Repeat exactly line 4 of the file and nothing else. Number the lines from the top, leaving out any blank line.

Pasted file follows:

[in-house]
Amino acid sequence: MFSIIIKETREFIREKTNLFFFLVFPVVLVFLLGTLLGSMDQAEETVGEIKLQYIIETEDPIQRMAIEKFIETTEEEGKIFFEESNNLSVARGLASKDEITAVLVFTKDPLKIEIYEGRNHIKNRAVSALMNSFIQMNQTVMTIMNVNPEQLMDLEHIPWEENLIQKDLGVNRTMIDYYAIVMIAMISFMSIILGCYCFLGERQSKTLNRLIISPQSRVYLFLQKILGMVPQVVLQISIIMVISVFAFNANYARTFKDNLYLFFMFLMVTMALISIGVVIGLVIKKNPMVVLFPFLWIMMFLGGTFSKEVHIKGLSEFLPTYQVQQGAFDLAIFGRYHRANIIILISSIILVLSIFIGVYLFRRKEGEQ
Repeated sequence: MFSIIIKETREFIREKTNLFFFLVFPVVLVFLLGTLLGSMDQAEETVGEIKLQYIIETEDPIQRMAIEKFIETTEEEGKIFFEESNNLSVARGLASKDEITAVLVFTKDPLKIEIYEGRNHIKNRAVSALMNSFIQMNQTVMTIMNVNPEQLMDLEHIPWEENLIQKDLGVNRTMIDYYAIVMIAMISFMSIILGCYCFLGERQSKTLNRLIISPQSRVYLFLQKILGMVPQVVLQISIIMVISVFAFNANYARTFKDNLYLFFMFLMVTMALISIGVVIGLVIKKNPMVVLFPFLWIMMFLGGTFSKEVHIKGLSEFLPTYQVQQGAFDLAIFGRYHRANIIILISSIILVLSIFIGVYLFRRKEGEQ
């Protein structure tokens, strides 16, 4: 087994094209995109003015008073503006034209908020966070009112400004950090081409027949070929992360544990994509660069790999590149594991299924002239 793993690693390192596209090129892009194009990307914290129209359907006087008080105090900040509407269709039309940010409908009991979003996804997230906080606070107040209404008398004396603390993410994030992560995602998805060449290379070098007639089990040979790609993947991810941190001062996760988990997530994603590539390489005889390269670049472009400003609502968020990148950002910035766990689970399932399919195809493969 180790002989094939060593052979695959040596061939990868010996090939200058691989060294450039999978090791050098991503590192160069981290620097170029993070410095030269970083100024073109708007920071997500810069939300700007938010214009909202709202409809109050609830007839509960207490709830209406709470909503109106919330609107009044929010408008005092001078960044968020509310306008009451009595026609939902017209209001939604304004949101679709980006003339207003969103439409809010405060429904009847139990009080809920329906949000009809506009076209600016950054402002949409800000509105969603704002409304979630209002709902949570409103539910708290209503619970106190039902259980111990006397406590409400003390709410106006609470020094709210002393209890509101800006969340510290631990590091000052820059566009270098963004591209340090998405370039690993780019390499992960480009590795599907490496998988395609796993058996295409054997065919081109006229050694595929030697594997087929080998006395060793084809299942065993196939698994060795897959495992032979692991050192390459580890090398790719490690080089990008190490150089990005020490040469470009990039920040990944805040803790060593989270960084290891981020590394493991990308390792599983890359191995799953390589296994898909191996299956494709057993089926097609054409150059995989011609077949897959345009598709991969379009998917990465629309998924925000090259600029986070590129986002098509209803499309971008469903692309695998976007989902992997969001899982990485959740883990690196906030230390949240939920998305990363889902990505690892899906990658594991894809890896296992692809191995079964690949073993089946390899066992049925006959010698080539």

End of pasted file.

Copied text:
């Protein structure tokens, strides 16, 4: 087994094209995109003015008073503006034209908020966070009112400004950090081409027949070929992360544990994509660069790999590149594991299924002239 793993690693390192596209090129892009194009990307914290129209359907006087008080105090900040509407269709039309940010409908009991979003996804997230906080606070107040209404008398004396603390993410994030992560995602998805060449290379070098007639089990040979790609993947991810941190001062996760988990997530994603590539390489005889390269670049472009400003609502968020990148950002910035766990689970399932399919195809493969 180790002989094939060593052979695959040596061939990868010996090939200058691989060294450039999978090791050098991503590192160069981290620097170029993070410095030269970083100024073109708007920071997500810069939300700007938010214009909202709202409809109050609830007839509960207490709830209406709470909503109106919330609107009044929010408008005092001078960044968020509310306008009451009595026609939902017209209001939604304004949101679709980006003339207003969103439409809010405060429904009847139990009080809920329906949000009809506009076209600016950054402002949409800000509105969603704002409304979630209002709902949570409103539910708290209503619970106190039902259980111990006397406590409400003390709410106006609470020094709210002393209890509101800006969340510290631990590091000052820059566009270098963004591209340090998405370039690993780019390499992960480009590795599907490496998988395609796993058996295409054997065919081109006229050694595929030697594997087929080998006395060793084809299942065993196939698994060795897959495992032979692991050192390459580890090398790719490690080089990008190490150089990005020490040469470009990039920040990944805040803790060593989270960084290891981020590394493991990308390792599983890359191995799953390589296994898909191996299956494709057993089926097609054409150059995989011609077949897959345009598709991969379009998917990465629309998924925000090259600029986070590129986002098509209803499309971008469903692309695998976007989902992997969001899982990485959740883990690196906030230390949240939920998305990363889902990505690892899906990658594991894809890896296992692809191995079964690949073993089946390899066992049925006959010698080539």